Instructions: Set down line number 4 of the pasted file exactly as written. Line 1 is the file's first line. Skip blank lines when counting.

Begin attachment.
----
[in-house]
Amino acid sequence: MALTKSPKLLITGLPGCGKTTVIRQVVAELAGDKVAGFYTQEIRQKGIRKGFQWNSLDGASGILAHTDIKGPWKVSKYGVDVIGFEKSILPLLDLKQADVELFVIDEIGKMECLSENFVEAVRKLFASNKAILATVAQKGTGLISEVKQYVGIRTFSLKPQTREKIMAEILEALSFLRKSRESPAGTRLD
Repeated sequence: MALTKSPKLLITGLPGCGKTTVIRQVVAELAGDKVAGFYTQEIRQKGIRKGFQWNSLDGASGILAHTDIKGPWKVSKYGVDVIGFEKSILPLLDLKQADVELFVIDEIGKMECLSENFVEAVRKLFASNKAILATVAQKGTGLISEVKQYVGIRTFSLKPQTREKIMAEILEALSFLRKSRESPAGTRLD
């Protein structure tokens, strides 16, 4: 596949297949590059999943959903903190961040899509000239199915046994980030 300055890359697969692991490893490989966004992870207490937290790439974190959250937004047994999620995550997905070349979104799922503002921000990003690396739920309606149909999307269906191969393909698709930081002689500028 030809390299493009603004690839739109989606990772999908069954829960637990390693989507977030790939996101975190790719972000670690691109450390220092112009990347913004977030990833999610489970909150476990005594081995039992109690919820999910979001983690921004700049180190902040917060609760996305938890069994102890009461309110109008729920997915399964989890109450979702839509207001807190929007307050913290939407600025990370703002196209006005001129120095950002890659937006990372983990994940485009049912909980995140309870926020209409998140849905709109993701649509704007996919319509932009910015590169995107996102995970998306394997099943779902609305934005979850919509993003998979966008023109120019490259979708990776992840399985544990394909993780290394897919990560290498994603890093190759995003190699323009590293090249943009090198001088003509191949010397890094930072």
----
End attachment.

């Protein structure tokens, strides 16, 4: 596949297949590059999943959903903190961040899509000239199915046994980030 300055890359697969692991490893490989966004992870207490937290790439974190959250937004047994999620995550997905070349979104799922503002921000990003690396739920309606149909999307269906191969393909698709930081002689500028 030809390299493009603004690839739109989606990772999908069954829960637990390693989507977030790939996101975190790719972000670690691109450390220092112009990347913004977030990833999610489970909150476990005594081995039992109690919820999910979001983690921004700049180190902040917060609760996305938890069994102890009461309110109008729920997915399964989890109450979702839509207001807190929007307050913290939407600025990370703002196209006005001129120095950002890659937006990372983990994940485009049912909980995140309870926020209409998140849905709109993701649509704007996919319509932009910015590169995107996102995970998306394997099943779902609305934005979850919509993003998979966008023109120019490259979708990776992840399985544990394909993780290394897919990560290498994603890093190759995003190699323009590293090249943009090198001088003509191949010397890094930072």